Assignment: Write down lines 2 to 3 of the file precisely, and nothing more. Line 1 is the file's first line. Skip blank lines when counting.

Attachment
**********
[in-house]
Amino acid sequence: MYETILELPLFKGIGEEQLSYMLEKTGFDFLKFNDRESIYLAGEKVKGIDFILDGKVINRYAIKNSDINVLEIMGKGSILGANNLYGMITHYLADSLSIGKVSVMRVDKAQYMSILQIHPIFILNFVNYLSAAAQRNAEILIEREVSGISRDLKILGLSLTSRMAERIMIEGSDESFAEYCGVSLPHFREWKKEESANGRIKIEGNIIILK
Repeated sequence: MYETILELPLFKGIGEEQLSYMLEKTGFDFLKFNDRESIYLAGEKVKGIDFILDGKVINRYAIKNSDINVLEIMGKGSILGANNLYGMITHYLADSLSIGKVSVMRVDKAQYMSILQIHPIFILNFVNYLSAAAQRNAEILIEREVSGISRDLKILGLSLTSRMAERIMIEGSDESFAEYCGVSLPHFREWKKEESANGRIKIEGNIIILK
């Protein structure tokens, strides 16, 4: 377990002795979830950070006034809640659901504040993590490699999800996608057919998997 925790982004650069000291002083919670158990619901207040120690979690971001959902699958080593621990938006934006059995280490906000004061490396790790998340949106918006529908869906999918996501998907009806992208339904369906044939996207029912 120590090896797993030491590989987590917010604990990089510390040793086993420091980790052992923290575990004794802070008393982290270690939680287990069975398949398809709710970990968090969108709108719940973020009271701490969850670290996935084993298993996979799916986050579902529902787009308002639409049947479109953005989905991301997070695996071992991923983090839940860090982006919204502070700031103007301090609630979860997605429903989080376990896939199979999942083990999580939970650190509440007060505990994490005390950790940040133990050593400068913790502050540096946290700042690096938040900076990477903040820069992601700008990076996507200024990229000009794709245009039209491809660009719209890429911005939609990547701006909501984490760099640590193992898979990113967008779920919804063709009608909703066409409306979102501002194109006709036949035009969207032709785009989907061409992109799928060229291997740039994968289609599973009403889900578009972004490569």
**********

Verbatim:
Amino acid sequence: MYETILELPLFKGIGEEQLSYMLEKTGFDFLKFNDRESIYLAGEKVKGIDFILDGKVINRYAIKNSDINVLEIMGKGSILGANNLYGMITHYLADSLSIGKVSVMRVDKAQYMSILQIHPIFILNFVNYLSAAAQRNAEILIEREVSGISRDLKILGLSLTSRMAERIMIEGSDESFAEYCGVSLPHFREWKKEESANGRIKIEGNIIILK
Repeated sequence: MYETILELPLFKGIGEEQLSYMLEKTGFDFLKFNDRESIYLAGEKVKGIDFILDGKVINRYAIKNSDINVLEIMGKGSILGANNLYGMITHYLADSLSIGKVSVMRVDKAQYMSILQIHPIFILNFVNYLSAAAQRNAEILIEREVSGISRDLKILGLSLTSRMAERIMIEGSDESFAEYCGVSLPHFREWKKEESANGRIKIEGNIIILK